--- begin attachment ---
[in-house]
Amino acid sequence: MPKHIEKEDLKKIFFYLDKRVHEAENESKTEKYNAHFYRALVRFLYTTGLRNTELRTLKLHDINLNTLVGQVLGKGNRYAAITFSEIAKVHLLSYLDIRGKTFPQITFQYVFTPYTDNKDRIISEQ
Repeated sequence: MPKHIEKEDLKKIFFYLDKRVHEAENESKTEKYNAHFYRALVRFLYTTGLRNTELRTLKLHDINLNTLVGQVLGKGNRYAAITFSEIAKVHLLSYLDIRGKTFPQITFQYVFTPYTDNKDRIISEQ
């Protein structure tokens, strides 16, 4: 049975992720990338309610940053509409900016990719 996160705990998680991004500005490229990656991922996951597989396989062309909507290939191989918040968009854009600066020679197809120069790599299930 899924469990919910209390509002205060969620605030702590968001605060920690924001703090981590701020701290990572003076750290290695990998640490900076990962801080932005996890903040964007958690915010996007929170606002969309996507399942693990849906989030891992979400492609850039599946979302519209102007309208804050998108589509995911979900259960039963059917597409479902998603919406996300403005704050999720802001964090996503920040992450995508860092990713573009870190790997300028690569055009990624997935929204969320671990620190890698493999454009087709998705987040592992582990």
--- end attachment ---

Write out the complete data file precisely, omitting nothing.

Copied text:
[in-house]
Amino acid sequence: MPKHIEKEDLKKIFFYLDKRVHEAENESKTEKYNAHFYRALVRFLYTTGLRNTELRTLKLHDINLNTLVGQVLGKGNRYAAITFSEIAKVHLLSYLDIRGKTFPQITFQYVFTPYTDNKDRIISEQ
Repeated sequence: MPKHIEKEDLKKIFFYLDKRVHEAENESKTEKYNAHFYRALVRFLYTTGLRNTELRTLKLHDINLNTLVGQVLGKGNRYAAITFSEIAKVHLLSYLDIRGKTFPQITFQYVFTPYTDNKDRIISEQ
């Protein structure tokens, strides 16, 4: 049975992720990338309610940053509409900016990719 996160705990998680991004500005490229990656991922996951597989396989062309909507290939191989918040968009854009600066020679197809120069790599299930 899924469990919910209390509002205060969620605030702590968001605060920690924001703090981590701020701290990572003076750290290695990998640490900076990962801080932005996890903040964007958690915010996007929170606002969309996507399942693990849906989030891992979400492609850039599946979302519209102007309208804050998108589509995911979900259960039963059917597409479902998603919406996300403005704050999720802001964090996503920040992450995508860092990713573009870190790997300028690569055009990624997935929204969320671990620190890698493999454009087709998705987040592992582990």